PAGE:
Compare any two graphics cards:
Radeon HD 6790 vs Radeon RX 460 2GB
IntroThe Radeon HD 6790 comes with a core clock frequency of 840 MHz and a GDDR5 memory frequency of 1050 MHz. It also makes use of a 256-bit bus, and makes use of a 40 nm design. It is comprised of 800 SPUs, 40 TAUs, and 16 ROPs.
Compare all of that to the Radeon RX 460 2GB, which features clock speeds of 1090 MHz on the GPU, and 1750 MHz on the 2048 MB of GDDR5 RAM. It features 896 SPUs as well as 56 Texture Address Units and 16 ROPs.
Power Usage and Theoretical Benchmarks
Power Consumption (Max TDP)
Performance-wise, the Radeon HD 6790 should in theory be a little bit superior to the Radeon RX 460 2GB in general. (explain)
Texel RateThe Radeon RX 460 2GB is a lot (more or less 82%) faster with regards to AF than the Radeon HD 6790. (explain)
Pixel RateThe Radeon RX 460 2GB is much (more or less 30%) more effective at full screen anti-aliasing than the Radeon HD 6790, and able to handle higher resolutions while still performing well. (explain)
Please note that the above 'benchmarks' are all just theoretical - the results were calculated based on the card's specifications, and real-world performance may (and probably will) vary at least a bit.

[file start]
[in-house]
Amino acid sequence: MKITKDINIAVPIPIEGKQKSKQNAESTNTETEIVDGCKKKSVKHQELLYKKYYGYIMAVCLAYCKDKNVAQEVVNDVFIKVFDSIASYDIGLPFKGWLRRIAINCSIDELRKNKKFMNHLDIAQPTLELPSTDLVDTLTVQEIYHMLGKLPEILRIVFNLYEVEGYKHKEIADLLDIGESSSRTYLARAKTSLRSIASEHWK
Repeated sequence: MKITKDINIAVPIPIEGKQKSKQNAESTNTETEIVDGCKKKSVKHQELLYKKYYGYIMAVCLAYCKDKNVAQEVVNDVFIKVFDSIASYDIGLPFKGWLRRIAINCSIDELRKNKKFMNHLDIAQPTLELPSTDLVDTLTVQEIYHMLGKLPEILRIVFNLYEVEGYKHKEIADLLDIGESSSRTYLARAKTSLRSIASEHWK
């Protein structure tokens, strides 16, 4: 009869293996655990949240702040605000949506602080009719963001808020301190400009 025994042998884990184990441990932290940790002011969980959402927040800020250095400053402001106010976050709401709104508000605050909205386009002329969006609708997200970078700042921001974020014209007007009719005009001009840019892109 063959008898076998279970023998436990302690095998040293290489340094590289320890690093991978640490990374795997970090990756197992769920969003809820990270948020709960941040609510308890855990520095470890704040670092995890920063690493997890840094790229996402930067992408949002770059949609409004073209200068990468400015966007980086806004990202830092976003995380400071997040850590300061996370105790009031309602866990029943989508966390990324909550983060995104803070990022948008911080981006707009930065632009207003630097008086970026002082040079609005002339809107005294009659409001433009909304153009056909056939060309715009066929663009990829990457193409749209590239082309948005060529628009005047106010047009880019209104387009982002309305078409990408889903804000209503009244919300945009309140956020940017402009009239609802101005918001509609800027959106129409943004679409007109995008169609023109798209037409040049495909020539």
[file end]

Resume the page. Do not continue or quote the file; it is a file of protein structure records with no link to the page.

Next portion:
Please note that the price comparisons are based on search keywords - sometimes it might show cards with very similar names that are not exactly the same as the one chosen in the comparison. We do try to filter out the wrong results as best we can, though.
Memory Bandwidth: Memory bandwidth is the largest amount of data (in units of MB per second) that can be moved past the external memory interface within a second. It is worked out by multiplying the bus width by its memory speed. If the card has DDR RAM, the result should be multiplied by 2 once again. If it uses DDR5, multiply by ANOTHER 2x. The higher the card's memory bandwidth, the faster the card will be in general. It especially helps with AA, HDR and higher screen resolutions.
Texel Rate: Texel rate is the maximum texture map elements (texels) that can be processed in one second. This figure is calculated by multiplying the total texture units by the core clock speed of the chip. The higher the texel rate, the better the card will be at texture filtering (anisotropic filtering - AF). It is measured in millions of texels processed in one second.
Pixel Rate: Pixel rate is the maximum amount of pixels the graphics card can possibly write to the local memory per second - measured in millions of pixels per second. The number is calculated by multiplying the amount of colour ROPs by the the card's clock speed. ROPs (Raster Operations Pipelines - also sometimes called Render Output Units) are responsible for filling the screen with pixels (the image). The actual pixel output rate also depends on many other factors, especially the memory bandwidth - the lower the memory bandwidth is, the lower the ability to get to the maximum fill rate.